Strategic conservation: a thought

As the rapidly declining levels of biodiversity attest, conservation needs lots of new ideas – and fast – so any new approach such as ‘kaizen conservation’ is to be welcome.

Cambridge university conservationist, Professor William Sutherland recent suggested that conservation should adopt the Japanese practice of ‘kaizen’ which is a collective commitment to identifying and delivering improvement, apparently a key to the success of Toyota car manufacturing.

My suggestion involves what might be termed ‘strategic conservation’, the word ‘strategic’ referencing a carefully considered plan as well as the use of force, about which a little more shortly.

The strategic plan is to protect key areas of biodiversity that carry global importance: given the lack of conservation resources these have to be limited in number and conform to a set of agreed criteria such as impact on human well-being and biodiversity importance.

The recent furore surrounding the wildfires in the Amazon has highlighted how protecting regional biodiversity has global implications; furthermore it has highlighted how decisions about protecting globally important biodiversity cannot be left to local politicians – too much is at stake.

We can all think of many examples that conform to the above criteria.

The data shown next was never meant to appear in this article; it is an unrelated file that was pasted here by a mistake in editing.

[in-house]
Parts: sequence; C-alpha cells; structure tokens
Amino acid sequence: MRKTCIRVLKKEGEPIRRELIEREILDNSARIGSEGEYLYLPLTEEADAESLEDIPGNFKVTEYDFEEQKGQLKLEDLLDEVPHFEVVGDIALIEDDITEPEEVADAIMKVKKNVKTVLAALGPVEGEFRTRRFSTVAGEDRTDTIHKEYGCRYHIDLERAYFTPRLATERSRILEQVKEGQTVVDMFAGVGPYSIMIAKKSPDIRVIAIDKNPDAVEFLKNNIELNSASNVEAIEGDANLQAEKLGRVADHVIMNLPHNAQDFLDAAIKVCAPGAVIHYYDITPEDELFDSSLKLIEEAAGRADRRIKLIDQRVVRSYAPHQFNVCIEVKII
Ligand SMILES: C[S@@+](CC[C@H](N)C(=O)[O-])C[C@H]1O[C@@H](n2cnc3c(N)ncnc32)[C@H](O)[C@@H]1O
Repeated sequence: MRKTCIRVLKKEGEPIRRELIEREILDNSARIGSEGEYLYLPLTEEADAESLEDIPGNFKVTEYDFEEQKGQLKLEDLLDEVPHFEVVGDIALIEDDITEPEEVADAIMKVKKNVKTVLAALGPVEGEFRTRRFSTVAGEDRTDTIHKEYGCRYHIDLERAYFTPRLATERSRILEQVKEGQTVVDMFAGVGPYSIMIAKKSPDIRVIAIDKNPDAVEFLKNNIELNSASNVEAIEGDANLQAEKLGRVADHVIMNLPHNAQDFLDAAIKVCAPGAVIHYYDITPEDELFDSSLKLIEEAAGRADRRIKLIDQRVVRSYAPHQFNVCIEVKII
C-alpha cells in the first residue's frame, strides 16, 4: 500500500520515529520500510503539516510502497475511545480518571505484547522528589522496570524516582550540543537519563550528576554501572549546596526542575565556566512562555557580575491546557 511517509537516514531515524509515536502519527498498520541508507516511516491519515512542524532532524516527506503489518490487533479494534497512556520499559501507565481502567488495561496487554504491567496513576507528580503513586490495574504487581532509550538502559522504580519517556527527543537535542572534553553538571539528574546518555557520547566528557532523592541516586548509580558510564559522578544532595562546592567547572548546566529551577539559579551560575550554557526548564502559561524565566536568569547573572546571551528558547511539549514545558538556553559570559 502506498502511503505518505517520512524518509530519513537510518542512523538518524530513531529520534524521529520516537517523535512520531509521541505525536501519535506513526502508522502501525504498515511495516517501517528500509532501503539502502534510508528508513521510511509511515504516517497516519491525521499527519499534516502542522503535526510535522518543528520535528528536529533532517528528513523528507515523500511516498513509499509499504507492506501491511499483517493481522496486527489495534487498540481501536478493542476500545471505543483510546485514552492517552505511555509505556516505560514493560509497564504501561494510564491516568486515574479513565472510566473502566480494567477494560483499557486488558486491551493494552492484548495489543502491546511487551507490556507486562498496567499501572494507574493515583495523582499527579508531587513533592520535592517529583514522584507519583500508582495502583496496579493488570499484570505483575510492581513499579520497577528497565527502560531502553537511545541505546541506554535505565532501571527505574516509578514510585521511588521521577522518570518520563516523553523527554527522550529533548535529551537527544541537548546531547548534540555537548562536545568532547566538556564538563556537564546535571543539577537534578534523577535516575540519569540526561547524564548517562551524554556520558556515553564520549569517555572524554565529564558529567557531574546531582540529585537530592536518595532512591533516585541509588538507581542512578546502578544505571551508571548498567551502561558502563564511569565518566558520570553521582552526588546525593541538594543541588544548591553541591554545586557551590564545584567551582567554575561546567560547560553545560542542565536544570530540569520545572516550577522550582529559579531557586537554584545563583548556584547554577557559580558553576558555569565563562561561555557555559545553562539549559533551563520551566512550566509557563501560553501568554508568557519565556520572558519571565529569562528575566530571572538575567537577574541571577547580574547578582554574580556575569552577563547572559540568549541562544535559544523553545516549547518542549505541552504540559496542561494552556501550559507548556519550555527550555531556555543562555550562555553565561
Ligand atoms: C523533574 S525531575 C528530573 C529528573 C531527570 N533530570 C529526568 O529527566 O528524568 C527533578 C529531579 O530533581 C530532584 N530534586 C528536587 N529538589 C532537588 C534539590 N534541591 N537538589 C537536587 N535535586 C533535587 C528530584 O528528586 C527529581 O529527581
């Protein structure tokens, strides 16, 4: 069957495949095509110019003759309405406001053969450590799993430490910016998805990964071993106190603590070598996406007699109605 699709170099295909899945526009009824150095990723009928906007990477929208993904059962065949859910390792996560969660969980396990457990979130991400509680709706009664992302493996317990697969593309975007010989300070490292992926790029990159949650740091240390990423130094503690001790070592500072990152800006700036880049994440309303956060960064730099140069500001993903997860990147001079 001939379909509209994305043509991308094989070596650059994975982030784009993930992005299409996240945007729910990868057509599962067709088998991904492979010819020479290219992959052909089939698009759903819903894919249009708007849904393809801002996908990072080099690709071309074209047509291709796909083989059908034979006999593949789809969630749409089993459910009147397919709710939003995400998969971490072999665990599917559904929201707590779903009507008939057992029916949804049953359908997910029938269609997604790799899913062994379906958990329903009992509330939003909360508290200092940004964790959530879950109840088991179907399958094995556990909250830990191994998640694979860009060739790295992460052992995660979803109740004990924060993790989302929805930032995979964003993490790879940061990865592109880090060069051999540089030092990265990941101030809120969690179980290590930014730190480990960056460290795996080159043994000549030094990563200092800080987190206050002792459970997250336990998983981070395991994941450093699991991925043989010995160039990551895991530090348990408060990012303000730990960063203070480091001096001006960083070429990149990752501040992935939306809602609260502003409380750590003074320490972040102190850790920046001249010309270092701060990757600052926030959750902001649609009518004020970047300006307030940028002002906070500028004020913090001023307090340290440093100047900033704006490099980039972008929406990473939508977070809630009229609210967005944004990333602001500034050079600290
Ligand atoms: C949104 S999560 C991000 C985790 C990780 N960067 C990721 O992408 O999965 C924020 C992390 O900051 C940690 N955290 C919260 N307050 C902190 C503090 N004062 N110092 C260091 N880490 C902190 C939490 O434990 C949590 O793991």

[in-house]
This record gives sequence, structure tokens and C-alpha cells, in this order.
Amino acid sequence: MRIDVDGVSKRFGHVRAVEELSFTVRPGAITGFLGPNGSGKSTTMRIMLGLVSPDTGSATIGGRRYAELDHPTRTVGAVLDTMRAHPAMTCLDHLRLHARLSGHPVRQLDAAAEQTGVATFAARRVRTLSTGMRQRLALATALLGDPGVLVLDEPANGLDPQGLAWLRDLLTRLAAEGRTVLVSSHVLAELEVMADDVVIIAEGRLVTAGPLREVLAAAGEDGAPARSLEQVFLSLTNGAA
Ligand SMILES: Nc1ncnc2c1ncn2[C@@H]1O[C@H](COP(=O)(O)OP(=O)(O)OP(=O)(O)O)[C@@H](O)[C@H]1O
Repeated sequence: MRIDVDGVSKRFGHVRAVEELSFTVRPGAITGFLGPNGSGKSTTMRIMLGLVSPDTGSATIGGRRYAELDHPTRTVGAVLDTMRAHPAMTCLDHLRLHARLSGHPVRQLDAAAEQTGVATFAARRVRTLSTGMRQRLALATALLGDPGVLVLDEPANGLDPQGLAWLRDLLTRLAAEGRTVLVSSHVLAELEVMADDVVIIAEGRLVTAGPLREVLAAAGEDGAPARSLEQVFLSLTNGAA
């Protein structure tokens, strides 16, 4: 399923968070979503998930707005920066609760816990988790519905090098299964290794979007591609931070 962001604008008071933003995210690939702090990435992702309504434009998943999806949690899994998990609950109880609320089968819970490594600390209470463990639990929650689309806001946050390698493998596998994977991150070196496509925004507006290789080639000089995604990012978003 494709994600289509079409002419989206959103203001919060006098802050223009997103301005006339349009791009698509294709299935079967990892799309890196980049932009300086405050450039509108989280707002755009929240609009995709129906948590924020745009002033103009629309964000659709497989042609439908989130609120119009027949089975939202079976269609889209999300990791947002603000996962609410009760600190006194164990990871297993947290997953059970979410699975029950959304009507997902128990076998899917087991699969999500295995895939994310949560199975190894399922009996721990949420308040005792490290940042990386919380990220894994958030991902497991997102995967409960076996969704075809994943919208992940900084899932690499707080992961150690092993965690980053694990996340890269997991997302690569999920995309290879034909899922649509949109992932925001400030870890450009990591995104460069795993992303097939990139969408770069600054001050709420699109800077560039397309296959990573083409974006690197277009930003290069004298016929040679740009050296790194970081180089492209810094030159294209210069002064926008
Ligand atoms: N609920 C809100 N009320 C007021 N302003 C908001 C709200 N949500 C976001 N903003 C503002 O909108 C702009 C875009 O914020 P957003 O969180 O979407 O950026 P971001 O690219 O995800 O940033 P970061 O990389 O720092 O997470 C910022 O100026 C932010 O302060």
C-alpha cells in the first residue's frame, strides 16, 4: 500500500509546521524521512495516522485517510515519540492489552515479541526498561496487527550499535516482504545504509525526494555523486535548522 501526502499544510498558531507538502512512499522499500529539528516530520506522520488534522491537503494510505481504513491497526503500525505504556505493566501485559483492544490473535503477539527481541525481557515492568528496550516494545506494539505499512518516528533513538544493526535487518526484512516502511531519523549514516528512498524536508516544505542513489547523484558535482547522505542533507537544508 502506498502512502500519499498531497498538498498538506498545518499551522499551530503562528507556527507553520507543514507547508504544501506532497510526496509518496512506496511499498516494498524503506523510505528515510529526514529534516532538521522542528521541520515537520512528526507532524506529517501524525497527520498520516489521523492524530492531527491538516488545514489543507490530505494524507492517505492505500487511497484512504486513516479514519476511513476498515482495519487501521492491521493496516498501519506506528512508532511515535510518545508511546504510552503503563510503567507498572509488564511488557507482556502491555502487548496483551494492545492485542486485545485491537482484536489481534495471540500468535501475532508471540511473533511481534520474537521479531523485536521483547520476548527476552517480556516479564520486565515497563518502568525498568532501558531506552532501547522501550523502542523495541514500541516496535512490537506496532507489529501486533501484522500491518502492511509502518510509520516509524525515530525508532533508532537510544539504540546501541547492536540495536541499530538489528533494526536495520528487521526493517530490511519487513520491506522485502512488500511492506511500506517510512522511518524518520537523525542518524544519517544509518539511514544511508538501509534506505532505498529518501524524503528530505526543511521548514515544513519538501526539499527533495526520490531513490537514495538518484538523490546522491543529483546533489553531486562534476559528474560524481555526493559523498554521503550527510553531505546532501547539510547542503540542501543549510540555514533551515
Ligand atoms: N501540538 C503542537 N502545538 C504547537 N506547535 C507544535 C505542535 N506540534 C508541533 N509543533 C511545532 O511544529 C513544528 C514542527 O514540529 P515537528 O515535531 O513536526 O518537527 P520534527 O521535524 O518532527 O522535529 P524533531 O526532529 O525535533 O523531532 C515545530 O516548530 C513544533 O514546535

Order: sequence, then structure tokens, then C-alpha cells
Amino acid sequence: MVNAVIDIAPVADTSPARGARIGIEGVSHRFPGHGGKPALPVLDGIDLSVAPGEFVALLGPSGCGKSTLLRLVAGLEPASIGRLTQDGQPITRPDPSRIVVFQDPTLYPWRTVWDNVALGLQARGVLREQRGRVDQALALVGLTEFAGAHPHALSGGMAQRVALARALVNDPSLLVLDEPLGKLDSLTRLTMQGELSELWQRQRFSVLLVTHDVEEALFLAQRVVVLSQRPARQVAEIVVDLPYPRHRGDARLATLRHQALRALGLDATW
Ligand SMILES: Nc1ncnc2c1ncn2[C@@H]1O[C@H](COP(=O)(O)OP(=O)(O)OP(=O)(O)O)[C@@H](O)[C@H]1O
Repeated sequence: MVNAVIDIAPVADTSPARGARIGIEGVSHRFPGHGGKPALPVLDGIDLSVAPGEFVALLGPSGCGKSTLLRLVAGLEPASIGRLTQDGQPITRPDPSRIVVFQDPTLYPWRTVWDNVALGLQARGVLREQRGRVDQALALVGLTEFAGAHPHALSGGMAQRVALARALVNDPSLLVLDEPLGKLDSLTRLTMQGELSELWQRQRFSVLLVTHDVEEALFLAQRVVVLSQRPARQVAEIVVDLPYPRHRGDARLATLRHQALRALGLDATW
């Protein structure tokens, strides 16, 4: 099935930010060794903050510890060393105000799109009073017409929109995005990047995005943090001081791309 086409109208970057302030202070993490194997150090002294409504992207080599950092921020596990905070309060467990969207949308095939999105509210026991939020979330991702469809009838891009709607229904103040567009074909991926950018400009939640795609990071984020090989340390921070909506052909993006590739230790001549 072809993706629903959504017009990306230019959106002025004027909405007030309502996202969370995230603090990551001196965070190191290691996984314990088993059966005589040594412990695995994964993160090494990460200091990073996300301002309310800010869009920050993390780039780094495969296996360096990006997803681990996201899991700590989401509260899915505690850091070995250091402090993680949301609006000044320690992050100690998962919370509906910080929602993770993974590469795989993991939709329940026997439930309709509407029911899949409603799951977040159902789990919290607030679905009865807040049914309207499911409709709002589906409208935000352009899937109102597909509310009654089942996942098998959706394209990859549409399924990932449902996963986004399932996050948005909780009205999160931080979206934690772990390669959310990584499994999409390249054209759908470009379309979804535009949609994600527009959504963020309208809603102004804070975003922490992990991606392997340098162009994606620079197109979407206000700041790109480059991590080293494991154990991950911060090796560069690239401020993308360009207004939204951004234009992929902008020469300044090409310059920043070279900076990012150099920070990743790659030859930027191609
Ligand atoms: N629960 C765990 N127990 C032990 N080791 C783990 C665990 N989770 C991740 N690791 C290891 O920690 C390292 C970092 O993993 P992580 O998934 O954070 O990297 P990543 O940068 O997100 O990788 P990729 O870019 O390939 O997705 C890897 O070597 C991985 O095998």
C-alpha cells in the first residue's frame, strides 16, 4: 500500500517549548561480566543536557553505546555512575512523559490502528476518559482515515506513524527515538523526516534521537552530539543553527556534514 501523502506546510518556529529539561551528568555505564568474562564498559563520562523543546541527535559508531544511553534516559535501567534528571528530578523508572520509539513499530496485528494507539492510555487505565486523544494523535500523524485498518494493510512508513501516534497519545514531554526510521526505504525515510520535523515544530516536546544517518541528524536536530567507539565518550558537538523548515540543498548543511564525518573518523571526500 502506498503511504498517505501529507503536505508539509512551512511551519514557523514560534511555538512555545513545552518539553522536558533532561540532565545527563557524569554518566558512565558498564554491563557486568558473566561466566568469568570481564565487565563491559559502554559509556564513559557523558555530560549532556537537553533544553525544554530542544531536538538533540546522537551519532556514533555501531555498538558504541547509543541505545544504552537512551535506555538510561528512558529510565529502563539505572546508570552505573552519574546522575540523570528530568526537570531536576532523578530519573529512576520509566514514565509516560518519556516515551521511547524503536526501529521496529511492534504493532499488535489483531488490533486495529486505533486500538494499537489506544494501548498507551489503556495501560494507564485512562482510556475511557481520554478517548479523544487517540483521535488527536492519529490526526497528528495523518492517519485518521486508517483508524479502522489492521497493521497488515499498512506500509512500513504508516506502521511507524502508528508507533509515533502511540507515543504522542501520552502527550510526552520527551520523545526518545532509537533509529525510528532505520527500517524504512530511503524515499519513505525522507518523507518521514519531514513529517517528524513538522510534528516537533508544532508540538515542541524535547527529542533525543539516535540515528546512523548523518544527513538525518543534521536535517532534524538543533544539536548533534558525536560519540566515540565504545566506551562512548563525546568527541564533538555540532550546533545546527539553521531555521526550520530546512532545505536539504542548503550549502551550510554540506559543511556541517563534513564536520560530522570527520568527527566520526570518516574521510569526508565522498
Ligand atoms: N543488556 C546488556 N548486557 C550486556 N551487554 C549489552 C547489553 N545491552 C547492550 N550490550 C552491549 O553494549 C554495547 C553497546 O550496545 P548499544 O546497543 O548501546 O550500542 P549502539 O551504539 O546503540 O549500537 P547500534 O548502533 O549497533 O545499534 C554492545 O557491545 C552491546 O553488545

Invoking the word ‘force’ in relation to conservation inevitably provokes questions about ‘militarisation’; to be clear, ‘force’ is simply the application of power and can be applied in a number of ways, from ‘hard power’ which suggests a military option across to ‘soft power’ that suggests persuasion and diplomacy based on power relationships.

Under ‘strategic conservation’ protection would be carried out by contingents under strict United Nations supervision; there are precedents here that include the ‘Greenhelmets’ initiative  suggested by Gorbachev that faded when the Soviet Union collapsed, in 2015 UN’s MINUSCA peace-keeping troops worked in partnership with the administrators of the Dzanga Sangha national park in Central African Republic (CAR) along with UN Security Council Resolution 2127 that allowed small arms and related equipment to be used ‘in international patrols providing security in the Sangha River Tri-National Protected Area to defend against poaching, [and the] smuggling of ivory and arms’.